Journaling your way through COVID-19
The year was 974. A Japanese woman known as Michitsuna no haha, or “Michitsuna’s mother,” kept a journal detailing her life in the Japanese royal court. Her writings captured the loneliness she felt living among nobility, the joy of seeing her son grow and succeed, and the grief of losing her mother. The journal, which survived the passage of time, is known today as The Mayfly Diary and widely praised as a work of classical Japanese literature.
Centuries later, girl kept a diary between 1942 and 1944. She shared her hopes, fears and dreams with the diary, which she lovingly named “Kitty.” Today, we know of her writings as The Diary of Anne Frank.
These historical examples point to how the practice of recording one’s experiences and emotions can be therapeutic, especially in times of emotional distress. And given the global pandemic, many people are turning to journaling to cope with the strange and new stressors that COVID-19 has brought to their lives.
For many, however, starting on a blank journal page can be daunting. So, The A List asked Singaporean artist-illustrator Anngee Neo, who is no stranger to using art to process her emotions, for journaling tips. Neo posts her illustrations on Instagram (@illobyanngee), and they include pieces that express her anxieties and frustrations caused by COVID-19.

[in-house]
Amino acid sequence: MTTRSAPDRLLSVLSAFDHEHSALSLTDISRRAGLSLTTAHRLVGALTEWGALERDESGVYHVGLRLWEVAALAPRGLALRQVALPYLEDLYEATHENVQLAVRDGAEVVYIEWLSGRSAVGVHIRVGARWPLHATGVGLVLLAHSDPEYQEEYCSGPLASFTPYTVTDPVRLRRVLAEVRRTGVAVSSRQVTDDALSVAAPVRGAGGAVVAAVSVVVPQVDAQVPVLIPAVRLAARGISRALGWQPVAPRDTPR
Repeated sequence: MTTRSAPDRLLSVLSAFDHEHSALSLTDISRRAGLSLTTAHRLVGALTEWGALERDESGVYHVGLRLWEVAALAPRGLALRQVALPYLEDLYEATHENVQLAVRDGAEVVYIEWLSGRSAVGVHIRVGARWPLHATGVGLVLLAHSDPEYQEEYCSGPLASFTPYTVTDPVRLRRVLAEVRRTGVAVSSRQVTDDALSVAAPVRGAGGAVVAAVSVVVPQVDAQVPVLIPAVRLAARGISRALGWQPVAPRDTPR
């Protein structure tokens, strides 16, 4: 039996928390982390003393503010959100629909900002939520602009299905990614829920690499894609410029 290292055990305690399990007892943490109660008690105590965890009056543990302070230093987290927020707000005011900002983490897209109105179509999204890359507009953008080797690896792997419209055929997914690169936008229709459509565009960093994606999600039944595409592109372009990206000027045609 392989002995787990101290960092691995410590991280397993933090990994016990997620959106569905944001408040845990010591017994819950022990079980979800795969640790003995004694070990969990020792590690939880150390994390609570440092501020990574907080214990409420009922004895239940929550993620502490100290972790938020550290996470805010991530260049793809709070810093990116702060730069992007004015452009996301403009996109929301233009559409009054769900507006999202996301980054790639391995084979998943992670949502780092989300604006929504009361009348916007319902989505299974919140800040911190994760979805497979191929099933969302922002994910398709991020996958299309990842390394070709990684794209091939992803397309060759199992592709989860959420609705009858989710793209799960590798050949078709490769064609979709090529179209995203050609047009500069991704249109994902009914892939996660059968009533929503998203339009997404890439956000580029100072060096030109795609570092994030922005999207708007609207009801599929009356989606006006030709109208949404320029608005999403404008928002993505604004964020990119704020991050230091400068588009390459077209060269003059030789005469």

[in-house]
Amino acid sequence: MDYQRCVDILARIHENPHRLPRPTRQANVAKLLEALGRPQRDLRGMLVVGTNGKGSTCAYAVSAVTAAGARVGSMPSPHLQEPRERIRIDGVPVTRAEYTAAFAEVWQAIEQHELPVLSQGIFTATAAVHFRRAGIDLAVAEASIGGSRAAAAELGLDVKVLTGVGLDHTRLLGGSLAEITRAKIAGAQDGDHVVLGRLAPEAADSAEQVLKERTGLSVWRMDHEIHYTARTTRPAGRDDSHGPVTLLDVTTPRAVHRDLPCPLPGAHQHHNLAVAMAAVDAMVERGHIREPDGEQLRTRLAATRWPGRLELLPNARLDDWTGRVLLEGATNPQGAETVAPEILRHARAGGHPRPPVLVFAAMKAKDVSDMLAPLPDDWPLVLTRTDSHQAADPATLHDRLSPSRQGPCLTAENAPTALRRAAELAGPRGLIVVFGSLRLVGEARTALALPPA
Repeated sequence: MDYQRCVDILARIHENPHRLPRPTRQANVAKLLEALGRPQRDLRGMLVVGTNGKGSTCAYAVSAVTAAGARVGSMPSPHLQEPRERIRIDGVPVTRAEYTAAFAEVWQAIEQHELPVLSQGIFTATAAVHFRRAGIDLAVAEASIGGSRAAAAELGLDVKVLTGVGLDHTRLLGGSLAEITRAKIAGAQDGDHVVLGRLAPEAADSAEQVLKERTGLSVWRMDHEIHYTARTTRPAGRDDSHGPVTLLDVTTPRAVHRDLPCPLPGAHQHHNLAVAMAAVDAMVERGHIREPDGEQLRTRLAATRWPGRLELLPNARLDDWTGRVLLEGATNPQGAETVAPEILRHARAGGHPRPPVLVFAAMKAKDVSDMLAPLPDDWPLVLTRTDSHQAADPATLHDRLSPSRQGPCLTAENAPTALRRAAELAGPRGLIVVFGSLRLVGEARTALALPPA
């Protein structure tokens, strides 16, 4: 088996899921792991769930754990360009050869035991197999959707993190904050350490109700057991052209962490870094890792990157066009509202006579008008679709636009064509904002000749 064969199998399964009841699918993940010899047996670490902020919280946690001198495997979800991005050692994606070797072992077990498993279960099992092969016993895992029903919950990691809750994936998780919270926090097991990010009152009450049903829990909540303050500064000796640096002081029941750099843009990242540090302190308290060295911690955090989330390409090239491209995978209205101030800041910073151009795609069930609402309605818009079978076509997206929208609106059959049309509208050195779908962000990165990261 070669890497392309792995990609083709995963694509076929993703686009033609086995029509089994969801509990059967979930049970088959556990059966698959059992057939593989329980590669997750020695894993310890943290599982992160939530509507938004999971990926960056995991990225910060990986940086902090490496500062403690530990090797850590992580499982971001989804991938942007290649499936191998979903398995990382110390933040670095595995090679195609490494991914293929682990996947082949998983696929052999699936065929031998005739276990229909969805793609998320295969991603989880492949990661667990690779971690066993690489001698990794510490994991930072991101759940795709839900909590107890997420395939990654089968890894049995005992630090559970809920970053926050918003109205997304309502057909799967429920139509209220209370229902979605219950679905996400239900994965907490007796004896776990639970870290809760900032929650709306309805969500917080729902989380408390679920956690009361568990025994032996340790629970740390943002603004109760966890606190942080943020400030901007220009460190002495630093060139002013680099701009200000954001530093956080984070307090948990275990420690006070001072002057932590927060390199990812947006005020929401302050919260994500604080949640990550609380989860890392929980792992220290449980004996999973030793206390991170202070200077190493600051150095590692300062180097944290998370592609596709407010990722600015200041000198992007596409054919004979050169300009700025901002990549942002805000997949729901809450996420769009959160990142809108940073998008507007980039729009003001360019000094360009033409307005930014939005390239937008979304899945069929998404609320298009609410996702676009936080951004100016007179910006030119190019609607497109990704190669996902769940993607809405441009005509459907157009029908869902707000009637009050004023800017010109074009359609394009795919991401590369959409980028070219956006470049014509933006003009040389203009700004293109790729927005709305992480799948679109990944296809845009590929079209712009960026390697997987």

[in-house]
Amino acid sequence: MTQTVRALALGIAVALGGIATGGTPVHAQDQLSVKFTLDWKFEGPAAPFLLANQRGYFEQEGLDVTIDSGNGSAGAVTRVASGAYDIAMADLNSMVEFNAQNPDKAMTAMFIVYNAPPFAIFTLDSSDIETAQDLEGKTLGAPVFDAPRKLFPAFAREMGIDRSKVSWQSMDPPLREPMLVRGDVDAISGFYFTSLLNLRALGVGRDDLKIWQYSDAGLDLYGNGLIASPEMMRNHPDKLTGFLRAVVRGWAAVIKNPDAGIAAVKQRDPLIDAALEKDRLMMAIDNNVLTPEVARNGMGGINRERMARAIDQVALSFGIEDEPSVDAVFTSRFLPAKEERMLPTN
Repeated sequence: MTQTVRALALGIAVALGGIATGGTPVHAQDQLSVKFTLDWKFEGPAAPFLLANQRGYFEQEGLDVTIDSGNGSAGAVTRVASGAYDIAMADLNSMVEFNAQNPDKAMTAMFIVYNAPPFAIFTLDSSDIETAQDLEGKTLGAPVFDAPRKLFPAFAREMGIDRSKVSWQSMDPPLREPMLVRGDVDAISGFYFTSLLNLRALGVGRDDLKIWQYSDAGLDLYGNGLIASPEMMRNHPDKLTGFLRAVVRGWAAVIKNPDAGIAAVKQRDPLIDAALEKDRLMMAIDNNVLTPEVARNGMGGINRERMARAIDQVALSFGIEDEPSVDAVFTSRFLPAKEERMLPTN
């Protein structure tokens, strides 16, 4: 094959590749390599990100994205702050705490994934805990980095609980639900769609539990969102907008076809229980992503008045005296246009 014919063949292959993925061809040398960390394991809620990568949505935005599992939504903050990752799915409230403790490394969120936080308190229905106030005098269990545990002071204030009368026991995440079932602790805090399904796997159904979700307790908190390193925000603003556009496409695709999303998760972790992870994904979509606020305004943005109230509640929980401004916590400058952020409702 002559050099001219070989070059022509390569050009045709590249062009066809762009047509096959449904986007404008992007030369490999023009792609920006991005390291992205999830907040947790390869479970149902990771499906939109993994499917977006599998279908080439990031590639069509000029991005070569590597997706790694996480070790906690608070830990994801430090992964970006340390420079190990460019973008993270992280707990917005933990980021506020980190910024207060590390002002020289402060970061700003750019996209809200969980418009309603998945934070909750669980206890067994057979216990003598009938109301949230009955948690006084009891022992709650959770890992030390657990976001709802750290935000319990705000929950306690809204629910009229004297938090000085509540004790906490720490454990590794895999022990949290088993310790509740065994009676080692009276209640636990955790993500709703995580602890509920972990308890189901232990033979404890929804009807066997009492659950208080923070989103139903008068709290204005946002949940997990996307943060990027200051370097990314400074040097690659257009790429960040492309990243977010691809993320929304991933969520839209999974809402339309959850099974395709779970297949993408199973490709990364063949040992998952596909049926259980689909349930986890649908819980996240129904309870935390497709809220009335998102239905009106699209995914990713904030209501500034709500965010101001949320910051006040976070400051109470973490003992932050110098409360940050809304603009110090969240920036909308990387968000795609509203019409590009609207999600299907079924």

Here are her three tips for journaling:
Lower the barriers to getting started
If having a dedicated sketchbook or diary will motivate you to start journaling, treat yourself and buy a nice one. If having an expensive journal intimidates you, use a cheap jotterbook or scrap pieces of paper that you can put into a file folder.
Then, just start. Put pen or pencil to paper and make the first mark. Once you get started, you will find it quite easy to keep going.
Don’t be too serious and hard on yourself, especially if you are new to journaling. Remember, you are writing or drawing to express your feelings, there is no need to critique what you put on the page. Stay engaged, let your emotions flow and trust the process.
Something is better than nothing
Journaling is a habit and all habits are formed from repetition, but staying committed can be challenging at times. To get over the inertia, Neo allows herself shortcuts, just so she creates something, anything.
Don’t feel like drawing a human? Draw a blob character. Don’t feel like writing a whole journal entry? Sum up your day in three words. The key is to keep going; persistence pays.
If you would like to share your journal entries and illustrations with us, post them on social media and use the hashtag #SGCultureAnywhere.